In competition ‘Quora Insincere Questions Classification’, I want to use simple TF-IDF statistics as a baseline.

def grid_search(classifier, parameters, X, y, X_train, y_train, X_test, y_test, name = 'SVC'):
begin = time.time()
clf = GridSearchCV(classifier, parameters, cv = StratifiedKFold(n_splits = 10), n_jobs = 36)
clf.fit(X, y)
print('f1 for ' + name +': ', benchmark(clf.best_estimator_, X_train, y_train, X_test, y_test), clf.best_estimator_)
print('cost time: ', time.time() - begin)
data = pd.read_csv('train.csv')
data = data.sample(frac = 1.0)
corpus = data['question_text']
y = data['target']
vectorizer = TfidfVectorizer()
X = vectorizer.fit_transform(corpus)
X_train, X_test, y_train, y_test = train_test_split(X, y, test_size=0.1, stratify = y)
C_set = [0.4, 0.6, 0.8]
tol_set = [2, 1.5, 1.4, 1.3, 1.2, 1, 0.8, 0.6, 0.4]
parameters = {
'penalty': ['l1', 'l2'],
'C': C_set,
'tol': tol_set }
classifier = LinearSVC(dual = False)
grid_search(classifier, parameters, X, y, X_train, y_train, X_test, y_test, 'LinearSVC')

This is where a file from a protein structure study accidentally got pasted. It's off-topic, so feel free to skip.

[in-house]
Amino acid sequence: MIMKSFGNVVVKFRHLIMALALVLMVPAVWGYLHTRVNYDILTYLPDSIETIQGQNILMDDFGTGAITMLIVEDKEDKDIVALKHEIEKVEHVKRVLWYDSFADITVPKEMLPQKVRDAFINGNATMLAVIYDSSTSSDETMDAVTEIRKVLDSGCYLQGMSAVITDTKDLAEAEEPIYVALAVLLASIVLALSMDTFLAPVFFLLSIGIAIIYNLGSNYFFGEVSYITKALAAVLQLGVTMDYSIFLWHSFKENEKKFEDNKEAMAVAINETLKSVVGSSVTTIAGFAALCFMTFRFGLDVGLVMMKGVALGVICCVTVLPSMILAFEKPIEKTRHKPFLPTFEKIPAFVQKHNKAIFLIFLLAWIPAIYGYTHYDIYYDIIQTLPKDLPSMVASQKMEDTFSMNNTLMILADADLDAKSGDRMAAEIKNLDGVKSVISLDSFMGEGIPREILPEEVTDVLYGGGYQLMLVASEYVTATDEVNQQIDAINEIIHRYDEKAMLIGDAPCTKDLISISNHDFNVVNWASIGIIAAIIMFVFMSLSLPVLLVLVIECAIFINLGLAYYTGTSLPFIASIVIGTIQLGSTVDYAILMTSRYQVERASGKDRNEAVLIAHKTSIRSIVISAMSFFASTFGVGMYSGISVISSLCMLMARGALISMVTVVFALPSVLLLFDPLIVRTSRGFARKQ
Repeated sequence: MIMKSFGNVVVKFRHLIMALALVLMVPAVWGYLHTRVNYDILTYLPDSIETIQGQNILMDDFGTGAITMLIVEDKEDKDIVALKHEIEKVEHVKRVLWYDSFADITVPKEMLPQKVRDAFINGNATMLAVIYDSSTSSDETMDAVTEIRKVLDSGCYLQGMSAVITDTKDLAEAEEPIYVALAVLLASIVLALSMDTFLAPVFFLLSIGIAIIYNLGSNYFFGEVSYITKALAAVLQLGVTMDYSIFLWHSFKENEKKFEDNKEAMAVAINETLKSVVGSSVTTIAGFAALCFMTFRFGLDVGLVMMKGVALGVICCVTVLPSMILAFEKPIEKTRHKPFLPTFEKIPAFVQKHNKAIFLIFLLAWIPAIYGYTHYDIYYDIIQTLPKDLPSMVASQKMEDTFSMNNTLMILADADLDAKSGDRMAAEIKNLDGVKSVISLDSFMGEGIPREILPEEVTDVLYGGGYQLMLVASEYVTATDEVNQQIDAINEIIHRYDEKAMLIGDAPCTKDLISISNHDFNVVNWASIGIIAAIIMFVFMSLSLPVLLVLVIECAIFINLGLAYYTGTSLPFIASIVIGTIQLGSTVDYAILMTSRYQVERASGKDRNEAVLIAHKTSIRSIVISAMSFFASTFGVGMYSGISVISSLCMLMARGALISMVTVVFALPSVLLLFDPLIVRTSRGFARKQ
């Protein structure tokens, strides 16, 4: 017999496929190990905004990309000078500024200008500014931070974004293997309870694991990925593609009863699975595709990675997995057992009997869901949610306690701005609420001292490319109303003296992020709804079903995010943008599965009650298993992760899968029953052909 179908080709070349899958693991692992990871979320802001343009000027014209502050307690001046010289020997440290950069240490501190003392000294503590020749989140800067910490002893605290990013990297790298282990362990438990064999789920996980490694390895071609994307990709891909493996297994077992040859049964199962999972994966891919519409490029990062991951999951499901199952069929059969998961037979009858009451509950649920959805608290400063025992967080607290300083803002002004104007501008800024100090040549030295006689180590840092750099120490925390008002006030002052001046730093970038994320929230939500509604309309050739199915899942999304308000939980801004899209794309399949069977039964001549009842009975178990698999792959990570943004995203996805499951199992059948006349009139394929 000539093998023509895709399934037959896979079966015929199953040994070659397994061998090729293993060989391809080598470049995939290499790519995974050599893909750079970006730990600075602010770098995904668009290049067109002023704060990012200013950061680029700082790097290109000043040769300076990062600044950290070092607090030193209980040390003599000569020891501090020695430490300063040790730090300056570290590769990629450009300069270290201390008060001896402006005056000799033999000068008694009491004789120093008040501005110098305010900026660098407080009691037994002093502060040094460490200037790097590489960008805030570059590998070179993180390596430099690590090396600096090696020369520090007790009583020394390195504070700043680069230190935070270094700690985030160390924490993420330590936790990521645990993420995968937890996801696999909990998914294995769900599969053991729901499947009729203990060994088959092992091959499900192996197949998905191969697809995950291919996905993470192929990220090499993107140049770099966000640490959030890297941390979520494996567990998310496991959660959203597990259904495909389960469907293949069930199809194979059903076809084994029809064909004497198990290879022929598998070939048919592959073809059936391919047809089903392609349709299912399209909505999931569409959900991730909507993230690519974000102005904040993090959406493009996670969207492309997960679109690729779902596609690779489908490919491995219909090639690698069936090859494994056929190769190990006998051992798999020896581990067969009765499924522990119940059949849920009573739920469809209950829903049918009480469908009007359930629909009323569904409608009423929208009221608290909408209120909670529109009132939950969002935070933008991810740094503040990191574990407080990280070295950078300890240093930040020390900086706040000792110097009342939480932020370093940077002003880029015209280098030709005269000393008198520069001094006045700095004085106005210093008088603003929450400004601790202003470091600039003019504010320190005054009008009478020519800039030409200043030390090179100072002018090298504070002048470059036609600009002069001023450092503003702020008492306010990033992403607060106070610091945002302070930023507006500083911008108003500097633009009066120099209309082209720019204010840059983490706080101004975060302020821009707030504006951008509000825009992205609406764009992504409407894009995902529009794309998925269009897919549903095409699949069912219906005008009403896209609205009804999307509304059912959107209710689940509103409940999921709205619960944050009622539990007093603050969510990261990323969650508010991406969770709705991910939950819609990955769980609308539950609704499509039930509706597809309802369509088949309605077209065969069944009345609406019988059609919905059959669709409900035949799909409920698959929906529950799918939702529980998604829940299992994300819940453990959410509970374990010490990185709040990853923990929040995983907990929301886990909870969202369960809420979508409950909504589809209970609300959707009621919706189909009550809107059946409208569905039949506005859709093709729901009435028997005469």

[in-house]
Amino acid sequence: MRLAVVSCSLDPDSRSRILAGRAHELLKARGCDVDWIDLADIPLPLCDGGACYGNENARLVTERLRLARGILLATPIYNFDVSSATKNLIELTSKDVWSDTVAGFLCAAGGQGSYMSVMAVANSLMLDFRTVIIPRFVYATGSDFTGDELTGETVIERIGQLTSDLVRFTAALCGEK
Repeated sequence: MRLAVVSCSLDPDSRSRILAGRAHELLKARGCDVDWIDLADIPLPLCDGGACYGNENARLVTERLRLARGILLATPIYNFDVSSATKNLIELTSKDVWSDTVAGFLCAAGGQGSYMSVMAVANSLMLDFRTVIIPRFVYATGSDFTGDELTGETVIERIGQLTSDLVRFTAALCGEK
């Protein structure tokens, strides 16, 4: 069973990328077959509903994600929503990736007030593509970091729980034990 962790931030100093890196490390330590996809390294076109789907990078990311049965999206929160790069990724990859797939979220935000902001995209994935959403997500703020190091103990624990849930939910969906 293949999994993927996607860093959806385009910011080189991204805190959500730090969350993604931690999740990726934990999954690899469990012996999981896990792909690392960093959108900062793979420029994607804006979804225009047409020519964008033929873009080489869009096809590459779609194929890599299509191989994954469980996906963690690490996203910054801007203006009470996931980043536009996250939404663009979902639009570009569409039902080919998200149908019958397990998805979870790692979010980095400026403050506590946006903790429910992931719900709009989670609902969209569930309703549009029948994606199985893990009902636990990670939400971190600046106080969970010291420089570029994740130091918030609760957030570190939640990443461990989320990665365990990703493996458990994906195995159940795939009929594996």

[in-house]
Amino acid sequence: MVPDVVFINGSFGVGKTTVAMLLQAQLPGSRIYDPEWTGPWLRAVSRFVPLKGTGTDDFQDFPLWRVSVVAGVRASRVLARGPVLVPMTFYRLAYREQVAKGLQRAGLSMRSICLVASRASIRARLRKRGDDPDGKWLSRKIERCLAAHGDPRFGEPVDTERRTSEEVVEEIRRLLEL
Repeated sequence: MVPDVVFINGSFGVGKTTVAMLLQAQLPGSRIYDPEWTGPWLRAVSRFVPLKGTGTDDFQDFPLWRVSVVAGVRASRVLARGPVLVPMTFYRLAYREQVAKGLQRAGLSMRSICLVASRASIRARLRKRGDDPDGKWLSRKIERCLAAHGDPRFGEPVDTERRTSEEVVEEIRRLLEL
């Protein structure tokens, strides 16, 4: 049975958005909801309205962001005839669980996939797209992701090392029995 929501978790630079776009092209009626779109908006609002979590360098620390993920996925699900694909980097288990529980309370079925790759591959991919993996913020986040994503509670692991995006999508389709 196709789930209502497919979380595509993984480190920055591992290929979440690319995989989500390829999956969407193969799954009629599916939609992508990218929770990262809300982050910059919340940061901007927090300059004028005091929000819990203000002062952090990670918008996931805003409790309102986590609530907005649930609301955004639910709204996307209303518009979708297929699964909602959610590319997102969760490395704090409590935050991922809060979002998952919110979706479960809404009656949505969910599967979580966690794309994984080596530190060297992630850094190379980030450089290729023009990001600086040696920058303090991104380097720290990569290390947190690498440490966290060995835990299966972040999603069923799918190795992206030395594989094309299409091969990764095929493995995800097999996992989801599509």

The result is not bad:

f1 for LinearSVC: 0.5255644347893553 LinearSVC(C=0.8, class_weight=None, dual=False, fit_intercept=True,
intercept_scaling=1, loss='squared_hinge', max_iter=1000,
multi_class='ovr', penalty='l1', random_state=None, tol=0.4,
verbose=0)

But after I change LinearSVC to SVC(kernel=’linear’), the program couldn’t work out any result even after 12 hours!

Am I doing anything wrong? In the page of sklearn.svm.LinearSVC, there is a note:

Similar to SVC with parameter kernel=’linear’, but implemented in terms of liblinear rather than libsvm, so it has more flexibility in the choice of penalties and loss functions and should scale better to large numbers of samples.

Also in the page of sklearn.svm.SVC, it’s another note:

The implementation is based on libsvm. The fit time complexity is more than quadratic with the number of samples which makes it hard to scale to dataset with more than a couple of 10000 samples.

That’s the answer: LinearSVC is the right choice to process a large number of samples.